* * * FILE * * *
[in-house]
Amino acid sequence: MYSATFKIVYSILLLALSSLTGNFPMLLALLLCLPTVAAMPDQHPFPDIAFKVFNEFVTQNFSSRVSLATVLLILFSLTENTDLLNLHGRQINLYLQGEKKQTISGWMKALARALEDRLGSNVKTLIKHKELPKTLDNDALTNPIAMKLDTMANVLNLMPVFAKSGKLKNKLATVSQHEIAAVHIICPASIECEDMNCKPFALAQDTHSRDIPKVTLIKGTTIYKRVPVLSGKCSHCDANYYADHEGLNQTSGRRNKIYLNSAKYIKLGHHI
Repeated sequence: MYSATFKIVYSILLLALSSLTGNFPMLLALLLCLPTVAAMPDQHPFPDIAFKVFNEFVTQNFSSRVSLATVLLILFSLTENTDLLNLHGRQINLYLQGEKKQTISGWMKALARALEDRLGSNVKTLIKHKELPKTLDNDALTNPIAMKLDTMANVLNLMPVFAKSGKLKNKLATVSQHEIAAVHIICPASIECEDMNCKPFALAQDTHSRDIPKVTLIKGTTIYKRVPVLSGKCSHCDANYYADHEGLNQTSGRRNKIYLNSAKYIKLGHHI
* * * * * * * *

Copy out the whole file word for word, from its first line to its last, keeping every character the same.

[in-house]
Amino acid sequence: MYSATFKIVYSILLLALSSLTGNFPMLLALLLCLPTVAAMPDQHPFPDIAFKVFNEFVTQNFSSRVSLATVLLILFSLTENTDLLNLHGRQINLYLQGEKKQTISGWMKALARALEDRLGSNVKTLIKHKELPKTLDNDALTNPIAMKLDTMANVLNLMPVFAKSGKLKNKLATVSQHEIAAVHIICPASIECEDMNCKPFALAQDTHSRDIPKVTLIKGTTIYKRVPVLSGKCSHCDANYYADHEGLNQTSGRRNKIYLNSAKYIKLGHHI
Repeated sequence: MYSATFKIVYSILLLALSSLTGNFPMLLALLLCLPTVAAMPDQHPFPDIAFKVFNEFVTQNFSSRVSLATVLLILFSLTENTDLLNLHGRQINLYLQGEKKQTISGWMKALARALEDRLGSNVKTLIKHKELPKTLDNDALTNPIAMKLDTMANVLNLMPVFAKSGKLKNKLATVSQHEIAAVHIICPASIECEDMNCKPFALAQDTHSRDIPKVTLIKGTTIYKRVPVLSGKCSHCDANYYADHEGLNQTSGRRNKIYLNSAKYIKLGHHI